Beth J. Harpaz, Associated Press
NEW YORK -- Major international cruise lines operating large passenger vessels reported no damage from the tsunami Friday, but some itineraries were affected by port closings and reroutings.
"Initial contacts with our members have indicated no damage to any cruise ships operating in the Pacific," said Lanie Fagan, a spokeswoman for the Cruise Lines International Association, which represents 25 cruise lines, including major brands such as Carnival, Celebrity, Cunard, Crystal, Holland America, Norwegian, Princess, and Royal Caribbean.
She added in an e-mail that "because a tsunami causes a rise in the height of the sea, a ship at sea is one of the safest places to be. It is when a tsunami approaches the coast that it causes damages as the wave builds in height and causes widespread flooding."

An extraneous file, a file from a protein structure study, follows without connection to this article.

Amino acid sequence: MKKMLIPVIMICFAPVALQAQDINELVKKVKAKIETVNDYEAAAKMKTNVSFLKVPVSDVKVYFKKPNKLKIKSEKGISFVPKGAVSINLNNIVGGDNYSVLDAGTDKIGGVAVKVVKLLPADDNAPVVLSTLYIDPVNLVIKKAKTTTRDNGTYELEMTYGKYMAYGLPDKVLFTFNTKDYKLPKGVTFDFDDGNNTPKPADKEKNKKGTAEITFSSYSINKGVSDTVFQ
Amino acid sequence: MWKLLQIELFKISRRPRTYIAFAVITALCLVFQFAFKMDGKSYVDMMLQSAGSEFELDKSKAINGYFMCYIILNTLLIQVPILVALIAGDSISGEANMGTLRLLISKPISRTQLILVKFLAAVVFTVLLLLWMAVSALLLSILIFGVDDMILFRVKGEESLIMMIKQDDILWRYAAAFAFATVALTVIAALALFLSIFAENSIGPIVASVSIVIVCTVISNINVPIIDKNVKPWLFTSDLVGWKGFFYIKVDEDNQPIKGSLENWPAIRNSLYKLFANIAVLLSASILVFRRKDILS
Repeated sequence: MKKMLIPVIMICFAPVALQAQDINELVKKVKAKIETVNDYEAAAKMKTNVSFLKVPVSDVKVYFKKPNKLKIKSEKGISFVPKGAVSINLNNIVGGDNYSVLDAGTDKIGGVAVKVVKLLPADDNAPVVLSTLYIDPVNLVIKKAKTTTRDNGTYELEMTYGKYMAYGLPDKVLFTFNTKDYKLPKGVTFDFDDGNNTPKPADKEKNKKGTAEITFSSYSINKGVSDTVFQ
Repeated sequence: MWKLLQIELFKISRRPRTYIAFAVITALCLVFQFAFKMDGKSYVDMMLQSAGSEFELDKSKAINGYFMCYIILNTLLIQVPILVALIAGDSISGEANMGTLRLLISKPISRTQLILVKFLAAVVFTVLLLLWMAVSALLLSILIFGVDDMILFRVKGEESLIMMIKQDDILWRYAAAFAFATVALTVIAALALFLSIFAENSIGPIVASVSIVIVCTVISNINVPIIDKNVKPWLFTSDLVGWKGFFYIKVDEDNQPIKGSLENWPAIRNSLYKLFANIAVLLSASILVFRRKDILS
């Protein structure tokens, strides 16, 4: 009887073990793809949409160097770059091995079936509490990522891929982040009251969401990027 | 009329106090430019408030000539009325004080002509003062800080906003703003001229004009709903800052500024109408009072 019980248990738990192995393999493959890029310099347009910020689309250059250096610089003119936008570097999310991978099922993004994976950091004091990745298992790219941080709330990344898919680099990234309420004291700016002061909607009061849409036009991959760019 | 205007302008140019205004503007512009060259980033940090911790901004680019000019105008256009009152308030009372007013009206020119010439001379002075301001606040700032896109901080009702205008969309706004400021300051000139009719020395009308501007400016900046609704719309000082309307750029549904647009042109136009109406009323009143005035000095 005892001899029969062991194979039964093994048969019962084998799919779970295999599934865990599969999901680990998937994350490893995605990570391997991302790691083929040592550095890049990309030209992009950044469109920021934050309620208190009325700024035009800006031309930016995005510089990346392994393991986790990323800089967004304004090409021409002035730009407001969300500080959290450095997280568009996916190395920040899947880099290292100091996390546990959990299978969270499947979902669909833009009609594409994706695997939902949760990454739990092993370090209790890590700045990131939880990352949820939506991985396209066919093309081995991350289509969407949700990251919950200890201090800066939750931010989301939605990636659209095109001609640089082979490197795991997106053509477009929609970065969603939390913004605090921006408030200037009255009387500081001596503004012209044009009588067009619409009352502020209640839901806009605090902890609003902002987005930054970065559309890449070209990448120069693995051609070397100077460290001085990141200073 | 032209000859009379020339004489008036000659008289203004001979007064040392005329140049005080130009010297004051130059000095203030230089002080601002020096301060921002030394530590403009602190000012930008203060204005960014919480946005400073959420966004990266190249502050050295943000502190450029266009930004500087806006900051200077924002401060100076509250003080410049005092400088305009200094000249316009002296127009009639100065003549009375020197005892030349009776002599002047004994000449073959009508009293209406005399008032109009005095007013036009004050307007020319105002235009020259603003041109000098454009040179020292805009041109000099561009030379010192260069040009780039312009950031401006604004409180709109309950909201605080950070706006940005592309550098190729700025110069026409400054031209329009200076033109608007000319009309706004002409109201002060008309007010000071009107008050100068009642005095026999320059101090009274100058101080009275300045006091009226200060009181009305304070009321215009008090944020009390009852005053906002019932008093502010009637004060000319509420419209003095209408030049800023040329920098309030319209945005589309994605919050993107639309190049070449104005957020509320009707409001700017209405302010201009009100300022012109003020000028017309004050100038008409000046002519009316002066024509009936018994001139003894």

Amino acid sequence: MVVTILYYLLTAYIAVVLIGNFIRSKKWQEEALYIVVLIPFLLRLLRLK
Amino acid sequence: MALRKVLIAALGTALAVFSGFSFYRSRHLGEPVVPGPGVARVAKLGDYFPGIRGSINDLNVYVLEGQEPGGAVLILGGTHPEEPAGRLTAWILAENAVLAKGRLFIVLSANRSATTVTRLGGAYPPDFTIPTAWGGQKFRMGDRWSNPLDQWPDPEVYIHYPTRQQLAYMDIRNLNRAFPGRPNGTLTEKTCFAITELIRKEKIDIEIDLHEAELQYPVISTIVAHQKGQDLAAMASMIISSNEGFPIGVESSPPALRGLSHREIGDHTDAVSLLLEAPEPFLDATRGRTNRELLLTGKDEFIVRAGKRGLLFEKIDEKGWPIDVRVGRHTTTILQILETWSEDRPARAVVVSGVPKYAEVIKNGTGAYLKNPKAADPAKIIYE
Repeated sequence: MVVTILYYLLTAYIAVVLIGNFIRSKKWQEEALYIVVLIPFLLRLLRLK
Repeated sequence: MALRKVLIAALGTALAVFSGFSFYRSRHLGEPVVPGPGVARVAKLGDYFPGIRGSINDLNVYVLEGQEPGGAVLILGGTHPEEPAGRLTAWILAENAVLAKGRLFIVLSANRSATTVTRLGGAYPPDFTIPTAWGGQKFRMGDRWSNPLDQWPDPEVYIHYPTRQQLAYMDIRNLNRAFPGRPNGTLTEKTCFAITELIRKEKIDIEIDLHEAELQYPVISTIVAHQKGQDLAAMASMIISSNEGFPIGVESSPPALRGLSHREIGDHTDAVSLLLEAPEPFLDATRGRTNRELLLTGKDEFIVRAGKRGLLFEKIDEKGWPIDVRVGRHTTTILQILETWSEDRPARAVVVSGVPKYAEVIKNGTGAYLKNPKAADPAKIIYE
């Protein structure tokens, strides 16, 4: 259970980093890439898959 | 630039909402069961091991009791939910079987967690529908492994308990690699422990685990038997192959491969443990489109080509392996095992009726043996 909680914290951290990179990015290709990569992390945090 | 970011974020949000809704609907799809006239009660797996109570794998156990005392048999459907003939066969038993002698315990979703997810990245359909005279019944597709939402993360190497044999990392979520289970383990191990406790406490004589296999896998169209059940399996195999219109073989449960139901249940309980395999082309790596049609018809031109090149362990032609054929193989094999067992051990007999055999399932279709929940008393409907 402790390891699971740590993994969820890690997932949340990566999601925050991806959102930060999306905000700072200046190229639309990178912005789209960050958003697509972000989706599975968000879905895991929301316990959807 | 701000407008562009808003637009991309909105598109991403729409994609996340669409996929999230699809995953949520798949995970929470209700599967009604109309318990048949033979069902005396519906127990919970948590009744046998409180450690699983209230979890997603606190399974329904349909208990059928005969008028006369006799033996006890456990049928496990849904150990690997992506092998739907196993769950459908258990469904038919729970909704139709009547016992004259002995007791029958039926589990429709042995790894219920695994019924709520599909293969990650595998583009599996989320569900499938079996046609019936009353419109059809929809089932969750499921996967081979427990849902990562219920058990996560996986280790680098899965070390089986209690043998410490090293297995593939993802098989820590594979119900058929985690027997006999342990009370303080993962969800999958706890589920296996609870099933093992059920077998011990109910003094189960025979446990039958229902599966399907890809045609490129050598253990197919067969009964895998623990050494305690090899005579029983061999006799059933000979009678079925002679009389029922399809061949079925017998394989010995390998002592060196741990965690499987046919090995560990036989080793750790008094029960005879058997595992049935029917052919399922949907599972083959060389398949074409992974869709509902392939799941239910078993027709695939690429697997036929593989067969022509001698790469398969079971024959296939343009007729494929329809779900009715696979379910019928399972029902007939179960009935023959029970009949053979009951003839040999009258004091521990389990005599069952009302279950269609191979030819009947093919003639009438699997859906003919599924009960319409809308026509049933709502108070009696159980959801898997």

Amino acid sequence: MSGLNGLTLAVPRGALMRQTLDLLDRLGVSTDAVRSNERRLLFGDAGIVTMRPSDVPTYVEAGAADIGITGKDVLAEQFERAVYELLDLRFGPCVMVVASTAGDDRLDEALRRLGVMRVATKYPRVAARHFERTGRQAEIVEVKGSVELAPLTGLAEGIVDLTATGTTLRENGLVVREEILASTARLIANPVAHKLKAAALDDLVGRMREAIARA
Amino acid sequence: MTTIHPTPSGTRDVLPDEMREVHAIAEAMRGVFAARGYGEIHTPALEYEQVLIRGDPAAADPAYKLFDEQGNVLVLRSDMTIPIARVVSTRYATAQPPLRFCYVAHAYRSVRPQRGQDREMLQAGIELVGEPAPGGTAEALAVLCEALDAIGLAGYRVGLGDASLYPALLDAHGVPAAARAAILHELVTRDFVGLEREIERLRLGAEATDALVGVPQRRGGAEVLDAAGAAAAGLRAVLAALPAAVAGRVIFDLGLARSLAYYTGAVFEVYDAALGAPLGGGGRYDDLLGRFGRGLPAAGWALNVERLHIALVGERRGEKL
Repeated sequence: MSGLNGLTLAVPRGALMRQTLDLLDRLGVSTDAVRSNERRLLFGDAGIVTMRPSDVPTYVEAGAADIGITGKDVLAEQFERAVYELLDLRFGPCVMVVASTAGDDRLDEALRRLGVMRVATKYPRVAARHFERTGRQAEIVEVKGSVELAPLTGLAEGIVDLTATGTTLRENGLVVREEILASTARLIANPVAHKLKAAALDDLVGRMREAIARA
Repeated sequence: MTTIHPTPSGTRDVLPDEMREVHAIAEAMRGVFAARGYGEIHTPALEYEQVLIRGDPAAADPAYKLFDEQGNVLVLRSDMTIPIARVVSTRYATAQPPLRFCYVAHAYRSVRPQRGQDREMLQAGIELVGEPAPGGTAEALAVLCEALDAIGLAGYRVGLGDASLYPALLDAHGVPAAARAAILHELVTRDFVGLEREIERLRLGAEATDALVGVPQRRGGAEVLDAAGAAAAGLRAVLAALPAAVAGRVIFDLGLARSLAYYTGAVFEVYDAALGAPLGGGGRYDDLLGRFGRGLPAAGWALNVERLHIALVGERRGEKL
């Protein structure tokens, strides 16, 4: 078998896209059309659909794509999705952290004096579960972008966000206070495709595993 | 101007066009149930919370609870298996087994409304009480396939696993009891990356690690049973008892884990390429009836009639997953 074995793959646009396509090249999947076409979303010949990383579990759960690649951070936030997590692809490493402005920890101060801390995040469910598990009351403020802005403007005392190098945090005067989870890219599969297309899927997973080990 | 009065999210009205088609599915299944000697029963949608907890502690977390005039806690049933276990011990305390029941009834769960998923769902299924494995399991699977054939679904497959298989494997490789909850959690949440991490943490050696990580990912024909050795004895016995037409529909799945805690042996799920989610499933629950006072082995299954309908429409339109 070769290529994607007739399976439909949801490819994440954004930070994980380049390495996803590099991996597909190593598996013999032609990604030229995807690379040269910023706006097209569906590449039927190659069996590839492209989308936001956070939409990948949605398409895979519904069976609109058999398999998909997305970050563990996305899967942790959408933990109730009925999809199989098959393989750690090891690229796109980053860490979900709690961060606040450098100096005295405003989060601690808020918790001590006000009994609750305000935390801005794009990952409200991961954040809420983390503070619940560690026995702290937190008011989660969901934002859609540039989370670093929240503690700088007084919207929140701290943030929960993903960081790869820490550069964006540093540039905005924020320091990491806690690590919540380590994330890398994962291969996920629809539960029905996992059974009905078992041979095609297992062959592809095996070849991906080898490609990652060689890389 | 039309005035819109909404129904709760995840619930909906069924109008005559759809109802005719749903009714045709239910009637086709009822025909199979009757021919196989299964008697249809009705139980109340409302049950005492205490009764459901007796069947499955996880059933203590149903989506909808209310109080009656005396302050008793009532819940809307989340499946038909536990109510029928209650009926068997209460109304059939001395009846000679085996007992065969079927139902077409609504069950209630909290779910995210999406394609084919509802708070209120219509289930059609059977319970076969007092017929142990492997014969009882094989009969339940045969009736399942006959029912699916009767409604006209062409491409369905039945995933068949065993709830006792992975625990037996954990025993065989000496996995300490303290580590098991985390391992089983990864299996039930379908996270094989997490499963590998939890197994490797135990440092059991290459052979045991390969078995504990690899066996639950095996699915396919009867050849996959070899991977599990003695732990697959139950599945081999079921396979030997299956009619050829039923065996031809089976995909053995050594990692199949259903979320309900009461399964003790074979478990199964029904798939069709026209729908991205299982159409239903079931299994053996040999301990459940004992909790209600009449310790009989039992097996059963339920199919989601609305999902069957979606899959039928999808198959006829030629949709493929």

The closure of ports in Japan forced some cruises to reroute, including Cunard's Queen Mary 2, which will skip its planned stop Saturday in Nagasaki. Instead the ship will proceed to its next port in China.
Norwegian Cruise Line's Pride of America left a port in Kauai, Hawaii, to wait out the tsunami's landfall, according to a statement from Norwegian.
Cabo San Lucas in Mexico was also closed Friday as Latin America braced for the tsunami. The Disney Wonder ship skipped a port call there, remaining at sea instead, the cruise line said.
Crystal Serenity left Bali Friday headed for Singapore but smooth seas were expected along the route. The cruise line gave free phone calls and free Internet service to Japanese guests so they could attempt to reach family members, according to Crystal Cruises spokeswoman Mimi Weisband.
Carnival ships reported no expected impact from the disaster.
There were reports of damage to other types of ships. Japan's coast guard said it was searching for 80 dock workers on a ship that was swept away from a shipyard in Miyagi, and ships anchored in ports affected by the disaster were described as crashing against each other.